A few days ago, the Premier Kathleen Wynne’s provincial government stood behind the decision to raise the minimum wage in the provinc from $10.25 to $11 as of June 1, 2014. Students are sure to be among those most affected by the imminent increase. While most are heralding the move as a progressive step in the right direction, the increase is not as generous as originally hoped for. Economic growth remains tentative after the 2008 financial crisis in the United States, both federally and provincially, and pushing for $14 an hour, the amount recommended by various grassroots groups, could negatively impact Ontario’s growth momentum. Premier Wynne’s decision to support an increase to $11 per hour proves to be a sensible decision when poverty alleviation and business confidence are both reasonably considered.
Fully understanding why Premier Wynne settled on the increase requires particular awareness of our current political context. About a year ago, grassroots groups, mostly counting on the National Democratic Party’s (NDP) support for their efforts, launched a campaign to battle poverty by tackling the minimum wage in Ontario, as this issue is at the forefront of many voters’ priorities. This is all the more important given that the provincial elections season is fast approaching. The provincial Conservatives’ stance on this issue is no surprise — they firmly oppose any tinkering with the supply-side economics of Ontario’s economy, and they fear that any increase whatsoever will ruin Ontario. This is mostly an exaggerated stance, the result of pre-election posturing.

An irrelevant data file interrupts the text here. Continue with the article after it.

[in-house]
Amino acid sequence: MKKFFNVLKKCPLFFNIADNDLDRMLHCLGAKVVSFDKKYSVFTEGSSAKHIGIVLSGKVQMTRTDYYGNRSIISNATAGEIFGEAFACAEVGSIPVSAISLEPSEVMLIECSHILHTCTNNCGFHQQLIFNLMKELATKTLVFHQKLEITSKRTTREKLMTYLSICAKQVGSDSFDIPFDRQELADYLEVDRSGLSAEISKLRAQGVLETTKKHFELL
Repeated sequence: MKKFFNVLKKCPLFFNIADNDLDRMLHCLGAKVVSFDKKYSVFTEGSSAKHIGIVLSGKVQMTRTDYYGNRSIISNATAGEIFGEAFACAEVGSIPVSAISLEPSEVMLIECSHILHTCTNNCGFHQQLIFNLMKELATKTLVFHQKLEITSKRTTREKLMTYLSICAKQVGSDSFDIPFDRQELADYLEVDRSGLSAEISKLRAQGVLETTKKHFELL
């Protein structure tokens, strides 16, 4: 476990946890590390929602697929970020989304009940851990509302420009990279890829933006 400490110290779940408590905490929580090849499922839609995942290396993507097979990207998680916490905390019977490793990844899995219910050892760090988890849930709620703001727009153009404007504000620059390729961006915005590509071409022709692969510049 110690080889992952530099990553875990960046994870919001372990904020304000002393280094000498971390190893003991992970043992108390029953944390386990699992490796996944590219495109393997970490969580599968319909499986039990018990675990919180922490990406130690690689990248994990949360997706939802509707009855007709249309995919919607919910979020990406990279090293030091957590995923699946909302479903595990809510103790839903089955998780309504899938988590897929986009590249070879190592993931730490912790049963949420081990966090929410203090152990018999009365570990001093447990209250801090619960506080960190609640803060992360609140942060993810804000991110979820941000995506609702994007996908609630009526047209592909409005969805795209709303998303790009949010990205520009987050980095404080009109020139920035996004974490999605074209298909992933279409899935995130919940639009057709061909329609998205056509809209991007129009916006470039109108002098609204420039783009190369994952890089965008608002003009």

On the other side of the spectrum, the Liberals, newly concerned with economic competitiveness as much as the Conservatives, aim for a balanced approach that reconciles the most urgent priorities of poverty alleviation with the mainstream determinants of solid business confidence. Further on the political left, one would expect an NDP that strikes a dissident note, calling for at least $14 as the first shot in the battle against what should be Ontario’s first priority: poverty alleviation and employee protection. This, however, is not the case. Ontario NDP leader Andrea Horwath keeps a low profile because the party stands much closer to the Liberals — by a dollar it turns out, in their recommendations for what the minimum increase should be. In doing this, the provincial ndp aims to expand their core voter support base with a warmer touch to commercial and business lobbying interests.
There is another issue to consider: how does the rest of the job market react to this proposal? A quick survey of workplace sentiment regarding this issue reveals a worry that a $14 increase is slanted against skilled labour and the number of years workers spend reaching cherished higher wage levels. Is it fair to higher skilled workers, excluding ceos, to see minimum wage increasingly trivialized their specialized skill sets? Or is a $14 wage fair to the rest of Ontario’s economy, which might suffer from decreased business confidence and go down in global rankings as a destination for foreign investment? There are many such considerations against the grassroots campaign’s advocated wage hike. Wynne’s decision is ultimately being supported by the majority of critics for taking inflation, and fluctuations in the annual consumer price index into account. It may not be what we hoped for, but its something.